There are plenty of mistakes that photographers can make when they get behind the lens...
Bird photography is certainly no different!
Not only do you have your camera settings, composition, and lighting to think about, but you also have to take into account how your subject behaves and moves around so you can get the most pleasing shot.
Below is an outline of seven common mistakes in bird photography, with solutions for each one from our friend and master bird photographer Tim Boyer.
Shutter Speed Isn’t Fast Enough
This Merlin photo was created at 1/1000 of a second at f/8. Because the beach in the background was far away, the aperture didn’t have to be wide open, and there was enough ambient light to use f/8.
To get a sharp image with a telephoto lens, the shutter speed needs to be higher than you think.
Unless you’re trying to blur the bird's wings, the shutter speed needs to be 1/1000 of a second or higher. The smaller the bird and the faster the wings beat, the higher the shutter speed needs to be.
I like to start at 1/1000 of a second if the bird is moving quickly or about to take flightflight. I might change the shutter speed to 1/2000 of a second or even higher if necessary.
One way to get a faster shutter speed is to shoot wide-open at f/4 or f/5.6 or whatever the fastest aperture is on your lens. By keeping the aperture wide-open, you get a faster shutter speed, and you get a softer background, too.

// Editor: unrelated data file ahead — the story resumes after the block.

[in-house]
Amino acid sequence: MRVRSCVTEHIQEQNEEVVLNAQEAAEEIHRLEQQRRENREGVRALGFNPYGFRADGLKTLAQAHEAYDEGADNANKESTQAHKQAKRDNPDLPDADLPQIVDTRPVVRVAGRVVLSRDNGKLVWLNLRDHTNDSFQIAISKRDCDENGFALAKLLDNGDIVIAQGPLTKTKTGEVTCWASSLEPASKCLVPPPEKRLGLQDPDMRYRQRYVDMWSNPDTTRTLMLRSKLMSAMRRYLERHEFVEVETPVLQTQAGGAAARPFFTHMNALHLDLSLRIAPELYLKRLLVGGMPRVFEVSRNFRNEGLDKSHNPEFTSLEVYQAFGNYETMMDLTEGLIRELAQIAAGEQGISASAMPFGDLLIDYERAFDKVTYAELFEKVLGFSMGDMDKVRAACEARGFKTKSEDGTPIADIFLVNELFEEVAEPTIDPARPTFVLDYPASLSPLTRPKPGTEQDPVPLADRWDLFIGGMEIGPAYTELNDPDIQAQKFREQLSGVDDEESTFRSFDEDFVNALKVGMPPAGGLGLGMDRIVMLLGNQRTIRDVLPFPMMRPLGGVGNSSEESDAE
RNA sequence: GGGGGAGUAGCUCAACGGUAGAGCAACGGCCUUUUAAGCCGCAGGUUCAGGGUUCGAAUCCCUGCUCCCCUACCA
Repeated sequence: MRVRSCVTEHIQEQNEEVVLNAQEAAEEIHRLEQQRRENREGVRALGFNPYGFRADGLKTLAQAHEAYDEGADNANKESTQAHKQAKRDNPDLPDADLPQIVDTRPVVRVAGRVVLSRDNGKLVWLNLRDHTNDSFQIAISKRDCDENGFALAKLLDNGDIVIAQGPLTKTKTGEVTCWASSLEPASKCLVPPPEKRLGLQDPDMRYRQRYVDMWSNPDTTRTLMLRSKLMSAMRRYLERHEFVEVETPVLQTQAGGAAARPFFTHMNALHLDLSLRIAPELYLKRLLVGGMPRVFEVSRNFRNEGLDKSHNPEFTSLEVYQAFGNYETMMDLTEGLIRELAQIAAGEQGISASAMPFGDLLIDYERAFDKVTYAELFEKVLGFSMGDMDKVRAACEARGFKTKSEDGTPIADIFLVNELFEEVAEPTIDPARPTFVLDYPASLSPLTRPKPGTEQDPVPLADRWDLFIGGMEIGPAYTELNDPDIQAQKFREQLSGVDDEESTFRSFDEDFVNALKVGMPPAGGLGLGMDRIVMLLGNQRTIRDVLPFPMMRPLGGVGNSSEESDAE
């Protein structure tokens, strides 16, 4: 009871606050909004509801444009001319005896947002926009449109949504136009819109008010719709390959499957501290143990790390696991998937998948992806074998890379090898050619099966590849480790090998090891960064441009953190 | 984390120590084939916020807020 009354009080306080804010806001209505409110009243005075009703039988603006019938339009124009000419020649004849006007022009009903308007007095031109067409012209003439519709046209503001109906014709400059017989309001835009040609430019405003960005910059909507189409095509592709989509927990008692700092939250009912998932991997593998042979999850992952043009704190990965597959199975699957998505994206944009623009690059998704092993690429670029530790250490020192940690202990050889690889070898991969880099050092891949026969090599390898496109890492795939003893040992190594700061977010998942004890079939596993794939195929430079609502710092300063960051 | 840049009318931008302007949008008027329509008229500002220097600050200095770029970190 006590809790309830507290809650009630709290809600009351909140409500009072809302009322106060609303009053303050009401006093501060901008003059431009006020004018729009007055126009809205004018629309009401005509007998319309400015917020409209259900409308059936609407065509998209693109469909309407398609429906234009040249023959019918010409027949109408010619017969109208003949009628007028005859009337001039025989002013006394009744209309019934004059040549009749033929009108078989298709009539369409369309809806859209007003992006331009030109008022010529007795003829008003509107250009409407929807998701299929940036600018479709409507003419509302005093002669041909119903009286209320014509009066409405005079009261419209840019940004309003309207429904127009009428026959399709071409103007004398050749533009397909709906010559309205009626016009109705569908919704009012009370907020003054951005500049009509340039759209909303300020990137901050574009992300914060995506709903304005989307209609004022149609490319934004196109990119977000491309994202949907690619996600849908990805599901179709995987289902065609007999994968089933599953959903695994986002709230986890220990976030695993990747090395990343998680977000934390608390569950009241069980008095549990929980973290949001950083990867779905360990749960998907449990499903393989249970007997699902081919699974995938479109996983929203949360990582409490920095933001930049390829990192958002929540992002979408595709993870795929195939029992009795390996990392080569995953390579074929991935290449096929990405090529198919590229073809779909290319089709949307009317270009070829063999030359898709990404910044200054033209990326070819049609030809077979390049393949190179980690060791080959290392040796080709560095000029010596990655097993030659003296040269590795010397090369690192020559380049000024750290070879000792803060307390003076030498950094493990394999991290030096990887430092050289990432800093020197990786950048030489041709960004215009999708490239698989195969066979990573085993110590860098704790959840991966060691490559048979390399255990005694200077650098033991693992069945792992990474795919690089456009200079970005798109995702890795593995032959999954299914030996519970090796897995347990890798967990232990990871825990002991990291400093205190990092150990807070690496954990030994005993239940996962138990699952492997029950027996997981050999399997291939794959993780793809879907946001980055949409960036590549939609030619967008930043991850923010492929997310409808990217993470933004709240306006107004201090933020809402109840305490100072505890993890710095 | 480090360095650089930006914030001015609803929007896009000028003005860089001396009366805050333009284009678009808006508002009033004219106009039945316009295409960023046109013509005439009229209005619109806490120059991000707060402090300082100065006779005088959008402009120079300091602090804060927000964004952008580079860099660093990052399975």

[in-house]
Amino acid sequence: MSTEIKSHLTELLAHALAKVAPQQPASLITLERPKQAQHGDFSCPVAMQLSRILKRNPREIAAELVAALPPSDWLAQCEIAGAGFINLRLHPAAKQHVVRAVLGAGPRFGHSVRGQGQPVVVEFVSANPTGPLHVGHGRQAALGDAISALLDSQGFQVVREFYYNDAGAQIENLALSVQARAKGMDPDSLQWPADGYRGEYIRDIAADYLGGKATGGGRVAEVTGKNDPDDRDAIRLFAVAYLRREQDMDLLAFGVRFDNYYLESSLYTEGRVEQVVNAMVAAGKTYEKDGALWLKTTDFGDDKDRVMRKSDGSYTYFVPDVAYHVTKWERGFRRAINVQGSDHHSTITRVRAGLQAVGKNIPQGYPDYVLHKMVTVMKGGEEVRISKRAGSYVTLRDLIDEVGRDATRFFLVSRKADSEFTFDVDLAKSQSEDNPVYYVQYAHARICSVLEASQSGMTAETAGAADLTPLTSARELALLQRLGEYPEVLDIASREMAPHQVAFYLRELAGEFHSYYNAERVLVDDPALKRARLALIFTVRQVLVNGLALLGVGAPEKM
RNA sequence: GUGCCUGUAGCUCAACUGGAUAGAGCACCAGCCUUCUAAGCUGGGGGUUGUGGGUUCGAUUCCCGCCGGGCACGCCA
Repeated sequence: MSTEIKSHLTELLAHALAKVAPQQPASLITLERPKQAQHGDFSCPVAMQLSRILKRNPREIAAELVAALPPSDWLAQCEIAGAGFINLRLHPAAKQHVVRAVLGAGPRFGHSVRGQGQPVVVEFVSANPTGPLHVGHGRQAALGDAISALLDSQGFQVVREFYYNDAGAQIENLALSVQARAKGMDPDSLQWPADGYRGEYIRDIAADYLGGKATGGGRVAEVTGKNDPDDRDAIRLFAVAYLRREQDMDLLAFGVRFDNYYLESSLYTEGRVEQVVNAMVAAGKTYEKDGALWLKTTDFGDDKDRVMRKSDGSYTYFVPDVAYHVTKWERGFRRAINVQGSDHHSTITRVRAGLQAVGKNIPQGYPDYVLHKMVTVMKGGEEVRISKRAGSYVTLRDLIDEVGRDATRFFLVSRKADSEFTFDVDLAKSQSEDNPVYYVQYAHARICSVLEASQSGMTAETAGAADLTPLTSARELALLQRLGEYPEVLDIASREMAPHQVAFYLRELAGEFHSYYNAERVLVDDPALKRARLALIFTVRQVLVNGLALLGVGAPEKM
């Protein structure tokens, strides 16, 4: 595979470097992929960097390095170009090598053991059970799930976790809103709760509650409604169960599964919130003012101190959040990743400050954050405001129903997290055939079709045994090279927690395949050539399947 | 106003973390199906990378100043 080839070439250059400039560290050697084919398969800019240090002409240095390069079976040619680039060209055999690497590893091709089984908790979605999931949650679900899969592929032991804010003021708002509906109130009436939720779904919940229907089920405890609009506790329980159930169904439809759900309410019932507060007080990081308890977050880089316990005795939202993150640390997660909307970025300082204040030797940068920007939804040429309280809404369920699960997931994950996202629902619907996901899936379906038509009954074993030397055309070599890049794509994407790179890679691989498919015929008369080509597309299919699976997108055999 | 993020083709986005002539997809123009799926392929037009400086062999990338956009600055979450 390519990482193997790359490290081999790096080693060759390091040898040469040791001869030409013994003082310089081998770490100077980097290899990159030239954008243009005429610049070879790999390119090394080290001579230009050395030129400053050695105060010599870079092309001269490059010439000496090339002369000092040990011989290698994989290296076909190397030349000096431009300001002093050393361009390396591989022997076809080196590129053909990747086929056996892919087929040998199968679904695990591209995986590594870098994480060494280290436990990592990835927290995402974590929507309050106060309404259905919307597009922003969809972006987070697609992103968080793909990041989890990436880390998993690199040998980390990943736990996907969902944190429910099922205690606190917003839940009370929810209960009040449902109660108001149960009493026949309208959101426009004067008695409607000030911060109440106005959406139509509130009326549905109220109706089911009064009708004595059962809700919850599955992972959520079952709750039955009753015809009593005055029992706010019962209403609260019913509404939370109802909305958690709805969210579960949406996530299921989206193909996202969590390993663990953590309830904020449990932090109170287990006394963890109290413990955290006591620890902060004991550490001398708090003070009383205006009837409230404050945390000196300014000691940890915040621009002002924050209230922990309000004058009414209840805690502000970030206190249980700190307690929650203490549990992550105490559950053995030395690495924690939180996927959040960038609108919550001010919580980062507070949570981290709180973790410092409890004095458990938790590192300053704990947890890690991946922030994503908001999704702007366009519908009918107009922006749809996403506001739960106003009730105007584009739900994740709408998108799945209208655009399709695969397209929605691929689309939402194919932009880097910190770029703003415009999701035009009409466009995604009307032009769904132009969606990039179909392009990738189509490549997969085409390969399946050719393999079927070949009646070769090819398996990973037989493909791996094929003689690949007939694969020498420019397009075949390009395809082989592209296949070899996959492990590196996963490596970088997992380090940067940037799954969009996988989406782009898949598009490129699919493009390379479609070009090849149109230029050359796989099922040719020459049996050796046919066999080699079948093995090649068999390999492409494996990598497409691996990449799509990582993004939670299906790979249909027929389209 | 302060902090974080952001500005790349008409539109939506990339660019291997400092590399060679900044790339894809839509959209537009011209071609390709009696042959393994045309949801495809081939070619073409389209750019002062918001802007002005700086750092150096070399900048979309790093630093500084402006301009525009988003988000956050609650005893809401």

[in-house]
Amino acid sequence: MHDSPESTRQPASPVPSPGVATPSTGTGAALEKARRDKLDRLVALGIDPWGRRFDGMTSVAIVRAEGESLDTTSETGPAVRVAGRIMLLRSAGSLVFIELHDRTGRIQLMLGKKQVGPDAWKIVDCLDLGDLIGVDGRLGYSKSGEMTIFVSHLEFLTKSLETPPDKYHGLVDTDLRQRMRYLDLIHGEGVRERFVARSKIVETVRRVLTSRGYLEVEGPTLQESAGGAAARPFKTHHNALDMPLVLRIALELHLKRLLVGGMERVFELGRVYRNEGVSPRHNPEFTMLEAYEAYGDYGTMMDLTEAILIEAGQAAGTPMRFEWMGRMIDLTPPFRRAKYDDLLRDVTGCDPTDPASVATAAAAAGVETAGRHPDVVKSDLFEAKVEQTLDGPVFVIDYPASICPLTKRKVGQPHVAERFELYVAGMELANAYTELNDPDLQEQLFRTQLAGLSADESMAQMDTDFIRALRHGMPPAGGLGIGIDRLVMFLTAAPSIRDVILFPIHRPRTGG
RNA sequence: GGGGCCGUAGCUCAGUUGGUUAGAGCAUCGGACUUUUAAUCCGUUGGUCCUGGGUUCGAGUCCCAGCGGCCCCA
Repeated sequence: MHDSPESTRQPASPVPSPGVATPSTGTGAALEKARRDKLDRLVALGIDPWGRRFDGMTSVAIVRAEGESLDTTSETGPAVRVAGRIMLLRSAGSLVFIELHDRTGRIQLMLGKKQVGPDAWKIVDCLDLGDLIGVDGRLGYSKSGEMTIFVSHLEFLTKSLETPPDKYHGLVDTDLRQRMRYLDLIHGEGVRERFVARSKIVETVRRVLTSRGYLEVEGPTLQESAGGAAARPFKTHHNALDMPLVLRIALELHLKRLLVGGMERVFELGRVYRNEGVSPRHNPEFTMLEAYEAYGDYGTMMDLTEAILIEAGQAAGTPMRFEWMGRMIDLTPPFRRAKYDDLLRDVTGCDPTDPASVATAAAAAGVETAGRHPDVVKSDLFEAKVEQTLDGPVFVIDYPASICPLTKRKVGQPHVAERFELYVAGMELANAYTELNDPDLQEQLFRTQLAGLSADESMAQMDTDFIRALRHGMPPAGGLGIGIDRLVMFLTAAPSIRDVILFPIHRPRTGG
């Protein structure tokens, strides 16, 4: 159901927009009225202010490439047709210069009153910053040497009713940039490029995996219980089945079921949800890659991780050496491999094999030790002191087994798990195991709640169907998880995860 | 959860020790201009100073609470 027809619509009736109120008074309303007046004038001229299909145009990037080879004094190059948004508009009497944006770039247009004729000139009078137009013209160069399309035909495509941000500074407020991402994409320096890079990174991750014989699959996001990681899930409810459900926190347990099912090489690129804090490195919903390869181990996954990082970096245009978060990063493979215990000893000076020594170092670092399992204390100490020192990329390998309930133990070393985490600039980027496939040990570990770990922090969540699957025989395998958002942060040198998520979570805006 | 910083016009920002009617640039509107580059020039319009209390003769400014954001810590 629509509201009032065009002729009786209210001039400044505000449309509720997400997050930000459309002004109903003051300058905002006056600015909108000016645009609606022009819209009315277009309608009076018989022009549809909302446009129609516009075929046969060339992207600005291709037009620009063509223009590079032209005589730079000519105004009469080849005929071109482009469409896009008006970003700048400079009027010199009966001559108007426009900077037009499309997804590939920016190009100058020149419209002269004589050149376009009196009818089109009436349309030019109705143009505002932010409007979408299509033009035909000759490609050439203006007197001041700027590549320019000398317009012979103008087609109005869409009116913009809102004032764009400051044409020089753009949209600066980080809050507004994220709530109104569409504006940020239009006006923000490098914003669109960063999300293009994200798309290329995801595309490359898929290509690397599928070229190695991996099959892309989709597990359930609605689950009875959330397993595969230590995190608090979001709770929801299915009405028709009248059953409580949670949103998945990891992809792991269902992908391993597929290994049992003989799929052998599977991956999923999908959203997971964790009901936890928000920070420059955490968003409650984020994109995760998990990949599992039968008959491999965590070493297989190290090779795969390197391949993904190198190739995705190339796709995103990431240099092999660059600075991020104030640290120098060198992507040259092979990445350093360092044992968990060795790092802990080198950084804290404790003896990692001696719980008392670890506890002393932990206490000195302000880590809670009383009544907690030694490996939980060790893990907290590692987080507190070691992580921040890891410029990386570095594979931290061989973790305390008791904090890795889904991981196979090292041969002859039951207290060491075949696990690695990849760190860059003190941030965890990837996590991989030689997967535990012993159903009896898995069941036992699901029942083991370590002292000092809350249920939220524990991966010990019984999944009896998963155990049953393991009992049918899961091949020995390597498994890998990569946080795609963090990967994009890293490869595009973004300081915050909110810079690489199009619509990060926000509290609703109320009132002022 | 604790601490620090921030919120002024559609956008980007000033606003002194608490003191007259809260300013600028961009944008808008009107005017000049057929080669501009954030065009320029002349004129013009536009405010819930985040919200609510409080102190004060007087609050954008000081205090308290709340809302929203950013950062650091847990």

Get more details on creating sharp bird photos in the video above.
Not Keeping Keep Your Eye on the Bird
By watching the peregrine in the viewfinder, I was ready and able to capture this wing stretch. 1/1250 of a second, f/7.1, ISO 500.
The second most common bird photography mistake is that photographers take their eye off the viewfinder and off the bird too often.
Practice changing the aperture, shutter speed, ISO, drive modes, autofocus modes, and exposure compensation, that way you don’t have to take your eye off the bird.
Murphy’s Law dictates that once you take your eye off the bird, it will do a wing stretch, it will fly away, or it will do something that you’ll wish you were able to photograph!
In the video above, learn about seven things you should be able to change on your camera without taking your eye off the bird or away from the viewfinder.
Not Moving Around and Working the Subject
This image was created by laying down on a gravel road, about 30 feet away from a group of photographers waiting for the Snow Geese to blast off. I used a 600 mm lens and a 1.4 extender to focus into the flock of sleeping and resting Snow Geese until I found one that had some nice feather details, textures, and shape. This image was taken on the Bosque del Apache Bird Photography Workshop.
To make a better bird image, it’s important to get on the bird's eye level, but it’s also important to work the subject and photograph it from multiple angles.
The effort it takes to try to get a different shot, a shot that shows the bird off in a new way, will always be rewarded.